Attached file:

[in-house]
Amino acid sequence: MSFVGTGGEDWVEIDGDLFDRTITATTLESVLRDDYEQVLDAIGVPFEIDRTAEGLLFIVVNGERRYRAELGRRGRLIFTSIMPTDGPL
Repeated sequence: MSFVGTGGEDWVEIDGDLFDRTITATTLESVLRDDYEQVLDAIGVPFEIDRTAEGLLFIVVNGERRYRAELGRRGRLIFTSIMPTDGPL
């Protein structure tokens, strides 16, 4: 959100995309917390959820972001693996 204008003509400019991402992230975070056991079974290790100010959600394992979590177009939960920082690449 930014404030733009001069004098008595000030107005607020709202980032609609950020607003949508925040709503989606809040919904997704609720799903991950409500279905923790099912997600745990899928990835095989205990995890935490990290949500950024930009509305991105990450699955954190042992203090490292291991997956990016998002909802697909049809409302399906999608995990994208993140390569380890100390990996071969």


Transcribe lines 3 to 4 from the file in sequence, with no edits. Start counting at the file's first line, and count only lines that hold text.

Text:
Repeated sequence: MSFVGTGGEDWVEIDGDLFDRTITATTLESVLRDDYEQVLDAIGVPFEIDRTAEGLLFIVVNGERRYRAELGRRGRLIFTSIMPTDGPL
């Protein structure tokens, strides 16, 4: 959100995309917390959820972001693996 204008003509400019991402992230975070056991079974290790100010959600394992979590177009939960920082690449 930014404030733009001069004098008595000030107005607020709202980032609609950020607003949508925040709503989606809040919904997704609720799903991950409500279905923790099912997600745990899928990835095989205990995890935490990290949500950024930009509305991105990450699955954190042992203090490292291991997956990016998002909802697909049809409302399906999608995990994208993140390569380890100390990996071969």